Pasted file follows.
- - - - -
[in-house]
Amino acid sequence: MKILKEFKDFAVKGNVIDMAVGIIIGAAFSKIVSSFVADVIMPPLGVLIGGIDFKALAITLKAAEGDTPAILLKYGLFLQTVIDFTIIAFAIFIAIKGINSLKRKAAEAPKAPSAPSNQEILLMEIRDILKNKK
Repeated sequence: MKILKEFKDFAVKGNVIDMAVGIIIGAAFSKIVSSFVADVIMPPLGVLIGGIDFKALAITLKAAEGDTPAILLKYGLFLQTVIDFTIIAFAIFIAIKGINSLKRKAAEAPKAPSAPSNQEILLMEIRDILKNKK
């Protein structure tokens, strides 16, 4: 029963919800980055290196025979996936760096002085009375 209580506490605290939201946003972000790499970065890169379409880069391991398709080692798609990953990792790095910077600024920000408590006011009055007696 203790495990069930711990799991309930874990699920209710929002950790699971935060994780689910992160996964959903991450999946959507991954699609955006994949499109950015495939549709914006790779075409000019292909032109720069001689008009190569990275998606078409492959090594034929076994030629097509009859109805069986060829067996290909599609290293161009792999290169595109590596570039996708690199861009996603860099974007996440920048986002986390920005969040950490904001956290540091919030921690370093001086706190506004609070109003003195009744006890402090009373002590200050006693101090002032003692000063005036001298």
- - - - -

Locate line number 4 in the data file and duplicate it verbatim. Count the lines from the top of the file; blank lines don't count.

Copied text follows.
């Protein structure tokens, strides 16, 4: 029963919800980055290196025979996936760096002085009375 209580506490605290939201946003972000790499970065890169379409880069391991398709080692798609990953990792790095910077600024920000408590006011009055007696 203790495990069930711990799991309930874990699920209710929002950790699971935060994780689910992160996964959903991450999946959507991954699609955006994949499109950015495939549709914006790779075409000019292909032109720069001689008009190569990275998606078409492959090594034929076994030629097509009859109805069986060829067996290909599609290293161009792999290169595109590596570039996708690199861009996603860099974007996440920048986002986390920005969040950490904001956290540091919030921690370093001086706190506004609070109003003195009744006890402090009373002590200050006693101090002032003692000063005036001298």